The Oberlin Evangelist

February 2, 1859

Chains for Men who do the Will of God

      Our readers have already been informed that sundry respectable citizens of this county have been indicted by the U.S. district Court for rescuing an alleged fugitive from slavery from the clutches of his pursuers, and that the major part of the persons so indicted, on appearing in Court, were at once discharged on their own recognizances.  We have now to record a shameful outrage of which officials have been guilty in arresting one of the indicted who did not so appear.  The subject of the outrage is Mr. W.E. Lincoln – a devoted Christian young man connected with Oberlin College.  Mr. L. has for some weeks, been engaged in teaching in Franklin county.  His school happened to be located near the residence of Mr. Samuel Davis, who, as a bailiff in the U.S. Court for the Southern District of Ohio, assisted Dep. Marshall Lowe in capturing John Price, the fugitive who was rescued at Wellington.  Davis, who would seem to be a bloodthirsty fellow, had already threatened personal violence against the “abolition school-teacher,” when he accidentally learned that the young man was one of those whose humanity he had encountered at Wellington.  Revenge at once joined malice in making use of the opportunity of annoying the harmless Christian, which the pending indictment furnished.  Armed with a warrant solicited from the authorities at Cleveland and accompanied by another “lewd fellow” like himself, the zealous bailiff appeared in Lincoln’s schoolroom and, without signifying his authority to do so, (for it was not until an hour after that he even spoke of his warrant) immediately proceeded, amidst the tears and terror of the scholars, to put the unresisting teacher in irons.  It was of no account that Lincoln protested against the outrage and that he assured his captor that he had not the least idea of offering any personal resistance to him.  It was in vain that the children clamored against the indignity, which their friend and teacher was suffering.  The tyrant knew his duty and would do it.   And when Lincoln endeavored to calm the fears of the children by telling the that “God’s will was being done,” the blasphemous official discharged curses at him, and told him to stop his nonsense about God’s will, “he would teach him better than to talk about such things.”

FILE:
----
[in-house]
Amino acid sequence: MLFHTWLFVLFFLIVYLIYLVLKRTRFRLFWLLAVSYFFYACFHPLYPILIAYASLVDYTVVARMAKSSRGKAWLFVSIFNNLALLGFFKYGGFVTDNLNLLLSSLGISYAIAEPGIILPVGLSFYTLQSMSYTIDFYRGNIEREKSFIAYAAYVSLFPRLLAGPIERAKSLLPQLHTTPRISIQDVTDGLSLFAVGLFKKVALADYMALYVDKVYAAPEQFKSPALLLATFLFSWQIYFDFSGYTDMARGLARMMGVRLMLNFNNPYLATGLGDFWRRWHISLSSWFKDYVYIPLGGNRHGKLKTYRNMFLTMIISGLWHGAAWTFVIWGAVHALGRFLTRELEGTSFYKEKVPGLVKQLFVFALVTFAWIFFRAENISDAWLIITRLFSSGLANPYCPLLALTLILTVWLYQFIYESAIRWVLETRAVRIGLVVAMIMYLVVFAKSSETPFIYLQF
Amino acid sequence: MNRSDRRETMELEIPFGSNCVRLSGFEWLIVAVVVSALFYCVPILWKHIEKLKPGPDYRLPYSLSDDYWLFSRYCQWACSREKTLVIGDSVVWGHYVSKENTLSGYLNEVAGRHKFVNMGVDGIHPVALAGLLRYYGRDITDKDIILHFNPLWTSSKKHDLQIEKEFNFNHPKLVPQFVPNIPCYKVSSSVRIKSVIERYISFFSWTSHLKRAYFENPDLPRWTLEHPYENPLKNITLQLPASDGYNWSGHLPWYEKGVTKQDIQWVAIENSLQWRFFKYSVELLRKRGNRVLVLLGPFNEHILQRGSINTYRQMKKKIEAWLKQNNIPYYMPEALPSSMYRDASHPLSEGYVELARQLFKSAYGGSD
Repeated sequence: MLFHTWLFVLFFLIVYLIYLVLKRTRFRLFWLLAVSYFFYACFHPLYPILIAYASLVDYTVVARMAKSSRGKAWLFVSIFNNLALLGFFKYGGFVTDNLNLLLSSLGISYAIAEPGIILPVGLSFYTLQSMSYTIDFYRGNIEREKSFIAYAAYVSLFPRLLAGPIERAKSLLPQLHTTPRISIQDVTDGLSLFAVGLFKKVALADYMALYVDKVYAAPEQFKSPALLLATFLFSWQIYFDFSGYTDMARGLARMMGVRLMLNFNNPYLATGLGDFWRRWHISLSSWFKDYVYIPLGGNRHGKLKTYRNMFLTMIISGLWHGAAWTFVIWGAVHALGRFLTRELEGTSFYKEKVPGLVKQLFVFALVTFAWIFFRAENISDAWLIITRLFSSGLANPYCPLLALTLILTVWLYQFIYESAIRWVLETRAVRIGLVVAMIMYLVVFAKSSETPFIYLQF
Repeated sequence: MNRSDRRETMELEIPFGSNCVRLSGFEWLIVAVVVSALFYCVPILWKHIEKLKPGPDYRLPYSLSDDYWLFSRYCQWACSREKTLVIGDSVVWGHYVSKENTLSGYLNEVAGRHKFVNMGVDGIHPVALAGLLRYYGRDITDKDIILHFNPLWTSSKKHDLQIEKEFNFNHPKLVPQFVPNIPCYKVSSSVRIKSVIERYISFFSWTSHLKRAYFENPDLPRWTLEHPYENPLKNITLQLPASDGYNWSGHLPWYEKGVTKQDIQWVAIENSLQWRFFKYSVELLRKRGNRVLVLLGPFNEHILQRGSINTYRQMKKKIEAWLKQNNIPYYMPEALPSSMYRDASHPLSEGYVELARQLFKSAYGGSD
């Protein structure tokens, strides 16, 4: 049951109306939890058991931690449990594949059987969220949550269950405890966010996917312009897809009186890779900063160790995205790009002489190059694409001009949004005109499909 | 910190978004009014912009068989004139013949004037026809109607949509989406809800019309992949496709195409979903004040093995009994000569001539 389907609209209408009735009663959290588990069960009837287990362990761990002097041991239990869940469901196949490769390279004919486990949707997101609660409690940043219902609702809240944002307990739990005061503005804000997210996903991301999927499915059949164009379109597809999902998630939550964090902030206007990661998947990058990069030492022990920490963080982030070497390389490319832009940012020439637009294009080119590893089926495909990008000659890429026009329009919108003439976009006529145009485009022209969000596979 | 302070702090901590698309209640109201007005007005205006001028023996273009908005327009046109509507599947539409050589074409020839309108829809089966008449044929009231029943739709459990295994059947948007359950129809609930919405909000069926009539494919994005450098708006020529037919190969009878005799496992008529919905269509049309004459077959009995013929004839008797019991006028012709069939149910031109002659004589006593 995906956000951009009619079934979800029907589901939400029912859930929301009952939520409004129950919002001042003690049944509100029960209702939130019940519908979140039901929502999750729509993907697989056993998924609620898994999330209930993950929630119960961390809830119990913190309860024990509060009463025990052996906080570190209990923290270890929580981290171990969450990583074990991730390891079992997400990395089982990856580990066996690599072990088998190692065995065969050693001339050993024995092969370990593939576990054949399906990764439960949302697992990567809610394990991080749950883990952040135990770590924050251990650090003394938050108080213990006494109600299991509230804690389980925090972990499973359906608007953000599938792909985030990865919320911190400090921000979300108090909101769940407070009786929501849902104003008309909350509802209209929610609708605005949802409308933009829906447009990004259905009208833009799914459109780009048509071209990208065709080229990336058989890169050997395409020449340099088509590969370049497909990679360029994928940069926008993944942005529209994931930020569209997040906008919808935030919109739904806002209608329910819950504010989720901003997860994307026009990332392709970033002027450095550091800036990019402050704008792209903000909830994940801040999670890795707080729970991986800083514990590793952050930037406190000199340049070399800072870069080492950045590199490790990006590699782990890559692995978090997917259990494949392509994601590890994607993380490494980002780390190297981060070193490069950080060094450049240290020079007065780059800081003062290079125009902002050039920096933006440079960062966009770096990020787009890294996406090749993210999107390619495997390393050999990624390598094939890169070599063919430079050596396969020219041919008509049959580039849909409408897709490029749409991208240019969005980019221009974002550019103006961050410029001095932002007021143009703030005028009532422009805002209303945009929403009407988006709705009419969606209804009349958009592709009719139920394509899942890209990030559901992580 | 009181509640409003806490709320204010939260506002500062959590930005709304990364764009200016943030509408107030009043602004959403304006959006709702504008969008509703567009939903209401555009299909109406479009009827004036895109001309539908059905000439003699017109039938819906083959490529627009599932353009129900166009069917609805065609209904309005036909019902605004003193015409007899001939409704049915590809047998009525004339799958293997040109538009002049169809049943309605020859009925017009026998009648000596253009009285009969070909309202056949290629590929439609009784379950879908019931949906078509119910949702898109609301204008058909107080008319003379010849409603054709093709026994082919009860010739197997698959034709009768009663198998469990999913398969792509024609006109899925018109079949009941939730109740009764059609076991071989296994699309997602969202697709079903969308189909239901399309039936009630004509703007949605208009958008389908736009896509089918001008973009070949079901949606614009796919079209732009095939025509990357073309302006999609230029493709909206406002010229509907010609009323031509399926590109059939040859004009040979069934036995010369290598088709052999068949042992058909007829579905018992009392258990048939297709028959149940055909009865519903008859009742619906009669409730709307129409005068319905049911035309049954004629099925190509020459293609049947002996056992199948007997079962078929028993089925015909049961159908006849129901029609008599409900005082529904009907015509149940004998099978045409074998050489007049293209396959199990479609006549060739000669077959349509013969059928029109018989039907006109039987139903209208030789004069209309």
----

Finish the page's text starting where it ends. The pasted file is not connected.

In a few moments, for Davis would allow no delay not even so much as was necessary for arranging the affairs of the school, the minister and victim of the law were on their way to Columbus, twelve miles distant.  The profanity, the belchings of rage with which the officer beguiled the way need not desire to inflict upon his enemies so great indignities as this representative of the U.S. Government plainly declared he would be glad to visit upon the friends of the oppressed who had thwarted the man-hunting of himself and his compeers.  As the party approached Columbus, Lincoln asked to have the chains removed, as he did not wish friends whom he had in the city to see him in such a plight.  But no, the request would not be granted.  The irons should be kept on until the prisoner had been delivered over to Lowe the bailiff’s superior I authority.  And they were.  It was not until the Christian had been carried into the interior of the jail, where Lowe happened to be, that the manacles were removed.  Then the prisoner was turned loose to lodge among thieves and villains of every grade.  The night was spent by the young man in a cell, the air of which was the last degree fetid and which swarmed with rats – nor was any food given him for twenty six hours but a cup of coffee and a piece of pie.  In the morning he was removed to the cars and was taken by them to Cleveland where, as soon as Judge Wilson could be found, he was discharged on his own recognizance.

      While all this was passing, the Christian did not forget his religion.  His bearing was calm, self-possessed, dignified:  nor did he lose any opportunity for talking with those who were oppressing him and with the felons with whom he was lodged respecting the interests of their souls.  Christ in the Judgment-hall was his pattern, and his testimony is, that through all his distress the indwelling Christ was his comforter.

      So was it that a Christian young man against whom the law knew so little wrong that it discharged him from its custody on his own promise to appear when the time for trial should come, was treated by the ministers of our Republican Government.  What say our readers?  Do not the facts, which have been recited, prove that Tyranny has usurped Rule among us?  Is that dignity of law or the well-being of society enhanced by such outrages as this?  Will not the American people soon see that the bonds which oppression has put on the slave, have been transferred to those who have thought themselves free?  But, blessed by Divine Providence, the shackles, which bind Christian freemen, will soon be forging into wedges for forcing apart the chains, which gall the slave.